The workflow could be extended to allow multiple slots and multiple destinations. The great thing about a tasking pattern is that it just reduces development time and testing and allows actions to be dynamically added and removed, without the need to go into the actual workflow.

It also allows there to be generic task forms that just point to the tasking workflow and they just need the task type id to load up the correct actions for the task type.

Below is a brief explanation of how to use it, but I will go into more details on how to use it in a later article. For now it’s just about exploring the idea of a tasking pattern and how it would it work.

How to use the tasking workflow

To use the tasking workflow follow these simple steps

  1. Add the tasking workflow to the solution
  2. Create a new workflow
  3. Use the SmartObject event with ‘Create destination key’ method and bind the result to a data data field called ‘Destination key’ of type string
  4. Now we need to use the ‘Create Task’ method to add the destination user, task type id and destination key
  5. Add the IPC Event and point it to the tasking workflow
  6. Choose synchronous
  7. Map the following data fields ‘Task Id, Destination Key’
  8. For the return value map ‘Action response’ data field of the tasking workflow to the parent ‘Action response’ data field
  9. Then use a line rule to direct the workflow based on the ‘Action response’

 

 

 

 

 

 

How to: For Each Event

Over the last couple of weeks people have asked me how to use the for each loop event in K2. So I thought i would put this quick demo together.

The demo, that i am going to do is going to loop through a list of subscribers and update their status from ‘Not Sent’ to ‘Sent’.

Getting Started

I have created a simple Smart box  SmartObject for demo purposes that has the following properties

  1. 1. Name of type string
  2. Email of type string
  3. Id of type Auto number and Key
  4. Status of type string

smo

I have inserted 3 rows of data with the status of ‘Not Sent’. We will use this SmartObject to use the ‘For Each’ event to loop through the data.

Creating the workflow

for-each-simple

Adding the ‘For Each’ event

  1. Open K2 Studio or K2 for Visual Studio ( I am going to use K2 Studio)
  2.  Create a new workflow solution called ‘For Each Demo’
  3. Rename the workflow from process 1 to ‘ForEachWorkflow’
  4. Once the workflow canvas has loaded up
  5. Drag the ‘for each’ event on to the canvas
  6. In the event wizard, give the event the name ‘Loop demo’
  7. Click on Source ico icon, so the drop down list disappears  and open the context browser
  8. In the 1st tab (Environment) , expand ‘SmartObject Services’
  9. Go to the SmartObject you want to use and expand the list method you want to use
  10. Drag the property that you want to use, normally the primary key into the event box
  11. The SmartObject wizard loads up, click ‘Next’ and ‘Next’ again
  12. In ‘Select a return property’ make sure the ‘id’ value is selected.
  13. Click ‘Next’, make sure ‘Return all Results that match filter’ is selected.
  14. Click ‘Finish’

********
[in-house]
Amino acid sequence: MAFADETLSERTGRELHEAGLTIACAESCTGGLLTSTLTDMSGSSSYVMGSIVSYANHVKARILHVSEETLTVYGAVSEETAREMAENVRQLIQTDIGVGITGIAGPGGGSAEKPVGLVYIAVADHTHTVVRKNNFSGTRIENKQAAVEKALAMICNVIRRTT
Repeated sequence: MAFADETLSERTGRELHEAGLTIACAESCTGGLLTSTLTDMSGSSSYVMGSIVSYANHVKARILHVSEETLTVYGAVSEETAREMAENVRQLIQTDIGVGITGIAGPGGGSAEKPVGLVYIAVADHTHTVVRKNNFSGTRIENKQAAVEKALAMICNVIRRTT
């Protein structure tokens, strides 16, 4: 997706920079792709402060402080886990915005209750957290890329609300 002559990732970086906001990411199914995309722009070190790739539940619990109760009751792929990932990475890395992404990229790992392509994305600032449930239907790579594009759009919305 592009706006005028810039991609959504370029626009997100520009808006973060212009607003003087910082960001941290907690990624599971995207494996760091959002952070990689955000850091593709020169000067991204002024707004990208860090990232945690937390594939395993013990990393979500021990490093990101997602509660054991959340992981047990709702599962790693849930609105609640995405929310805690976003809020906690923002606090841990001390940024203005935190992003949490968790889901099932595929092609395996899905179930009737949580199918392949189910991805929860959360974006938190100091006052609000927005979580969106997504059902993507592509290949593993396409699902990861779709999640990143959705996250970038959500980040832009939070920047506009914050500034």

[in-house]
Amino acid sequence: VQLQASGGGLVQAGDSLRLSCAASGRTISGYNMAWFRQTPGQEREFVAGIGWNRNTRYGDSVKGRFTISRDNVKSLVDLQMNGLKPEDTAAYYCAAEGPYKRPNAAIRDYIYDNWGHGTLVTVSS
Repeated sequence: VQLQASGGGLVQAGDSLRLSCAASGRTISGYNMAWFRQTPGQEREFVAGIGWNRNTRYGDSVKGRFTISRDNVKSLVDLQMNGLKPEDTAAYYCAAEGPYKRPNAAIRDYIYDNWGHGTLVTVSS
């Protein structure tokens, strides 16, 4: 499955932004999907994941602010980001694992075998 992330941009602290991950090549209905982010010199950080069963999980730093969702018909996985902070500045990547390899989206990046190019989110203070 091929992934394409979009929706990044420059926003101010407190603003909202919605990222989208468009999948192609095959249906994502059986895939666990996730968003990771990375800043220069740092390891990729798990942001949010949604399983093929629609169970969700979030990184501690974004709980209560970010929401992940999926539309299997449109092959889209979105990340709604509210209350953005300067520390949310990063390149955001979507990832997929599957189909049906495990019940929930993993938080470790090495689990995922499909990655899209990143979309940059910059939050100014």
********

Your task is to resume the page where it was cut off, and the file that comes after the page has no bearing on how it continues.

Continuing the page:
15. For the reference name, enter in the name ‘Dummy Data Reference’
  16. For the index name, enter in the name ‘Dummy Index’
  17. Click on ‘Finish’

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Interacting with the for each item

  1. Back in the canvas, you will notice there are now two line rules coming out of the activity
  2. Drag the placeholder event on the canvas and name both the event and activity with the name ‘End’
  3. Drag the ‘line’ named ‘No more items’ to the end activity
  4. Create a new activity on the canvas and name it ‘Status Change’
  5. Drag the SmartObject Event into the newly created activity
  6. In the event wizard for the SmartObject event, name it ‘Update Status’
  7. Select the update method for the SmartObject that you used with the ‘for each’ event
  8. Click ‘Next’
  9. For the ‘ID’ property, click assign
  10. In the context browser go to the 3rd tab (Data) and expand ‘Item references’ and then expand ‘ Loop demo reference’
  11. Click on ‘Id’ property and click on ‘Add’
  12. Click on ‘Status’ and click ‘Assign’ and enter in the text ‘Sent’
  13. Click on ‘Next’ and ‘Next’ again and then ‘Finish’
  14. Drag the remaining line named ‘Next item’ to this activity and then create a new line from this activity back to the ‘for each’ activity.

This slideshow requires JavaScript.

That is a simple example of using the ‘For each’ event. Anything that follows the ‘Next item’ line is in side the loop and has the context of the current row the loop is on. You can have multiple activities in this part and the workflow  will move on to the next item once it has completed everything in that section. You must always have a line going back to the activity with the ‘for each’ event in.

Other things to remember

  1. Choose 1 property to return in the for each event. Always best to use a primary or foreign key
  2. Remember to select ‘Return all Results that match filter’ as it will return the complete list back and it doesn’t matter if there is no filter applied.

 

Next step using references with the ‘For Each’ Event

So we have created a simple workflow with a simple for each loop. But what if we wanted to get more data from the for each event and then possibly use it in a line rule.

In the next example, the workflow is going to check the current status of the item it is looking at. If it’s status is already ‘Sent’ it will ignore it and move on to the next item in the list and if the status is ‘Not Sent’ it will then update the status as normal

I am going to use the same workflow as before

Creating the reference

  1. In the context browser, go to the 3rd tab (data)
  2. Right click on ‘References’ and click on ‘Add’
  3. In the ‘SmartObject Method Reference’ click on ‘Next’